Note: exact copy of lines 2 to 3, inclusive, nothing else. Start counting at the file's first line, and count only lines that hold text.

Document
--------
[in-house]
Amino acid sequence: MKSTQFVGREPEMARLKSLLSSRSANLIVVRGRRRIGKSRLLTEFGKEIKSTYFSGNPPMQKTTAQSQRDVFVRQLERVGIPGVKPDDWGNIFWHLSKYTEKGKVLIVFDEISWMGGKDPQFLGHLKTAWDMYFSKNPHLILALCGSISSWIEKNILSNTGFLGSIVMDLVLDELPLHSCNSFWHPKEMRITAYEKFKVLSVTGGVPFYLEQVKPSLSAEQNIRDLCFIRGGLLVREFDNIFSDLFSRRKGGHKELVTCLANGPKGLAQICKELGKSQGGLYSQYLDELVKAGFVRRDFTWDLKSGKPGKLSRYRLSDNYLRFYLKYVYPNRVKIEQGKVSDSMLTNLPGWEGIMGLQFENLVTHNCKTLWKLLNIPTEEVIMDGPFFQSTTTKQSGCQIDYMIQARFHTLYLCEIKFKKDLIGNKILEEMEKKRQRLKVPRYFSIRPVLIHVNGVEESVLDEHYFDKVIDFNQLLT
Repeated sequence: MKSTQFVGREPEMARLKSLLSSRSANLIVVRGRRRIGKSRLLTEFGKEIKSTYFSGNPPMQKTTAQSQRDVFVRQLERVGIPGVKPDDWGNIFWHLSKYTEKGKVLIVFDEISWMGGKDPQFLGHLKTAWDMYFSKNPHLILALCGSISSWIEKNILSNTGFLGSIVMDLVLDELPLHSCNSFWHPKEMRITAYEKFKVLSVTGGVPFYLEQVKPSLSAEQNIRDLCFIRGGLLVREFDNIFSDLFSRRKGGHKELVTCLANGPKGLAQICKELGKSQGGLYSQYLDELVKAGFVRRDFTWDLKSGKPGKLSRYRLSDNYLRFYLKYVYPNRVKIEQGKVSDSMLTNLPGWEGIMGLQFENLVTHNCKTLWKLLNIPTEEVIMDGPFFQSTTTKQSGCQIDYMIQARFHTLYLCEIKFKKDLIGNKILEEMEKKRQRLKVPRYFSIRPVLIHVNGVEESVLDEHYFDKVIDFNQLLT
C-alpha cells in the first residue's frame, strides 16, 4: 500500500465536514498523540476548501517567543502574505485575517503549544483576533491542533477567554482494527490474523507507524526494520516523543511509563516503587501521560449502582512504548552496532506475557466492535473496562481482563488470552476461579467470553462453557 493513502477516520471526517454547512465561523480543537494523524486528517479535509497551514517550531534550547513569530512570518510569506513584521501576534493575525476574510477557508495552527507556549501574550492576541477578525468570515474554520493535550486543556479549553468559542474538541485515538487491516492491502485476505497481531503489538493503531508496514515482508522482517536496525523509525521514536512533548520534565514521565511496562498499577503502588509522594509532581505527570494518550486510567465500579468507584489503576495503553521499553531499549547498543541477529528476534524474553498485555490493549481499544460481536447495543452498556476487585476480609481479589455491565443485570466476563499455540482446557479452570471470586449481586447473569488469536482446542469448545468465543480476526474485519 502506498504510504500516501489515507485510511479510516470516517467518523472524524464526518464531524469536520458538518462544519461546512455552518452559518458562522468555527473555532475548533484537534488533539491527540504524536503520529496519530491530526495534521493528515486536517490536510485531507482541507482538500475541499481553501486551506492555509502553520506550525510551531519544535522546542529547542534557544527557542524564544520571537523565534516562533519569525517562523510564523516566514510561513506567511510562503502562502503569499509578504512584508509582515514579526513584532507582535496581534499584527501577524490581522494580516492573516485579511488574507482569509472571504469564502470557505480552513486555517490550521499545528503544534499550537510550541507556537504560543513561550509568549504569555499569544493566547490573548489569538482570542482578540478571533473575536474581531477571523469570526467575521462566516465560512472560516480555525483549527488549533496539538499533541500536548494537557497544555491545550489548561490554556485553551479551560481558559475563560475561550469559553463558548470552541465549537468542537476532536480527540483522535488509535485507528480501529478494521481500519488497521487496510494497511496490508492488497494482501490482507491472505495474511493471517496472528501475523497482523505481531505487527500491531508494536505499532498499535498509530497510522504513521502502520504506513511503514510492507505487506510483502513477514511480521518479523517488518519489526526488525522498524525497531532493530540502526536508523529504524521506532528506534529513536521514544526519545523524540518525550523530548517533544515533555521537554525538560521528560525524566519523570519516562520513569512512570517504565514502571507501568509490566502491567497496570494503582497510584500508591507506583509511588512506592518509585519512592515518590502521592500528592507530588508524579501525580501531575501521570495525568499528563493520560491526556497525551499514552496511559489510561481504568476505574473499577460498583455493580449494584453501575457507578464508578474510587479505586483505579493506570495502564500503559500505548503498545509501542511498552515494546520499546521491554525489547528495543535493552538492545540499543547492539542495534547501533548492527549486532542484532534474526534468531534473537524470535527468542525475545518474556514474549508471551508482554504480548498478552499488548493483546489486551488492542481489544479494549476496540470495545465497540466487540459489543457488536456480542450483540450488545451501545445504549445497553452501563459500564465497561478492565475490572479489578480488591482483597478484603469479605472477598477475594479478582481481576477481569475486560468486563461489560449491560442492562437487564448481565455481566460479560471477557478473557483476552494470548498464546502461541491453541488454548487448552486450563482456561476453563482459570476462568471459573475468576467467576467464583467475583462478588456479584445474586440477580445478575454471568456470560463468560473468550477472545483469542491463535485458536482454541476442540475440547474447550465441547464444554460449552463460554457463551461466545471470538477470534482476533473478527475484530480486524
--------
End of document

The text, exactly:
Amino acid sequence: MKSTQFVGREPEMARLKSLLSSRSANLIVVRGRRRIGKSRLLTEFGKEIKSTYFSGNPPMQKTTAQSQRDVFVRQLERVGIPGVKPDDWGNIFWHLSKYTEKGKVLIVFDEISWMGGKDPQFLGHLKTAWDMYFSKNPHLILALCGSISSWIEKNILSNTGFLGSIVMDLVLDELPLHSCNSFWHPKEMRITAYEKFKVLSVTGGVPFYLEQVKPSLSAEQNIRDLCFIRGGLLVREFDNIFSDLFSRRKGGHKELVTCLANGPKGLAQICKELGKSQGGLYSQYLDELVKAGFVRRDFTWDLKSGKPGKLSRYRLSDNYLRFYLKYVYPNRVKIEQGKVSDSMLTNLPGWEGIMGLQFENLVTHNCKTLWKLLNIPTEEVIMDGPFFQSTTTKQSGCQIDYMIQARFHTLYLCEIKFKKDLIGNKILEEMEKKRQRLKVPRYFSIRPVLIHVNGVEESVLDEHYFDKVIDFNQLLT
Repeated sequence: MKSTQFVGREPEMARLKSLLSSRSANLIVVRGRRRIGKSRLLTEFGKEIKSTYFSGNPPMQKTTAQSQRDVFVRQLERVGIPGVKPDDWGNIFWHLSKYTEKGKVLIVFDEISWMGGKDPQFLGHLKTAWDMYFSKNPHLILALCGSISSWIEKNILSNTGFLGSIVMDLVLDELPLHSCNSFWHPKEMRITAYEKFKVLSVTGGVPFYLEQVKPSLSAEQNIRDLCFIRGGLLVREFDNIFSDLFSRRKGGHKELVTCLANGPKGLAQICKELGKSQGGLYSQYLDELVKAGFVRRDFTWDLKSGKPGKLSRYRLSDNYLRFYLKYVYPNRVKIEQGKVSDSMLTNLPGWEGIMGLQFENLVTHNCKTLWKLLNIPTEEVIMDGPFFQSTTTKQSGCQIDYMIQARFHTLYLCEIKFKKDLIGNKILEEMEKKRQRLKVPRYFSIRPVLIHVNGVEESVLDEHYFDKVIDFNQLLT